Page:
This post was written by SVSLI intern Erica Demson.
If you were in downtown Harrisonburg last Wednesday evening, chances are you heard the parade of people chanting, singing, and beating a drum. “El pueblo unido jamás será vencido,” is just one of the sayings that were chanted. It translates to: “The people united will never be defeated.” The group that gathered, consisting of family, friends, students and people of the community, came together to promote immigration reform. Continue reading
This post was submitted by Erica Demson, SVSLI intern.
An excitement surrounding new immigration policies is growing as Americans perceive Congress making progress towards revamping our current immigration laws. This excitement is warranted considering there are now over 11 million illegal immigrants currently residing in the nation. Lucky for lawmakers, the immigration reform of 1986 is there to serve as a guide for what not to do, as many of those laws did little to improve the situation for immigrants. Some critic’s even claim that immigration reform laws of 1986 actually worsened several issues it set to resolve.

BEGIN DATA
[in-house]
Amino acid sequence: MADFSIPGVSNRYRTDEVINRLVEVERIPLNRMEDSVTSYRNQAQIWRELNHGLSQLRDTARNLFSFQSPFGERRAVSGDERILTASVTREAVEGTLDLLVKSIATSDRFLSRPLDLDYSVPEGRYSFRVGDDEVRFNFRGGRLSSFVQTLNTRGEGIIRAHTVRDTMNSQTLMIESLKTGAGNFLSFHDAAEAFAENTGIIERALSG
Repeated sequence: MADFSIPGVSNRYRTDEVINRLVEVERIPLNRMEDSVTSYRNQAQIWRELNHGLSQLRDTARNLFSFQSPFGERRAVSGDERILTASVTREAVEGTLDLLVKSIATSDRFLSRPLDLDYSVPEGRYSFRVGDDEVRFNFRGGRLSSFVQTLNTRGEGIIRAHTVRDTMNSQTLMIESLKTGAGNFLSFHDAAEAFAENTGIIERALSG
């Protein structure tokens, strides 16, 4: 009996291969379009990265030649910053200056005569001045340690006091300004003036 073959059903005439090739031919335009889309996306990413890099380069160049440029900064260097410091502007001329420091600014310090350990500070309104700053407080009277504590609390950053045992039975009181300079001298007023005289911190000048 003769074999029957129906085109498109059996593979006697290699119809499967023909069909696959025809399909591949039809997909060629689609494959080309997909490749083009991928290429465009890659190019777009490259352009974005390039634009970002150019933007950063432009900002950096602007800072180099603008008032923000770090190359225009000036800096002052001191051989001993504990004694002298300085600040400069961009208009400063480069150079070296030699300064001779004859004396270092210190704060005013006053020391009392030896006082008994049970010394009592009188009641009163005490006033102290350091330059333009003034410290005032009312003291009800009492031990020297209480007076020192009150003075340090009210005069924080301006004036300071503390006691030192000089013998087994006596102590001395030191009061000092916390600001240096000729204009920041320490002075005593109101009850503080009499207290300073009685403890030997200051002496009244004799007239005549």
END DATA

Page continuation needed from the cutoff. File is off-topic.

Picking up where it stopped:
Karen Timulty’s article in the Washington Post (February 3, 2013) is useful for seeing the parallels between the reform of 1986 and the situation today. Both propose a legalization program for those who are illegal, motion to increase border control and dissuade employers from hiring people without proof of residency.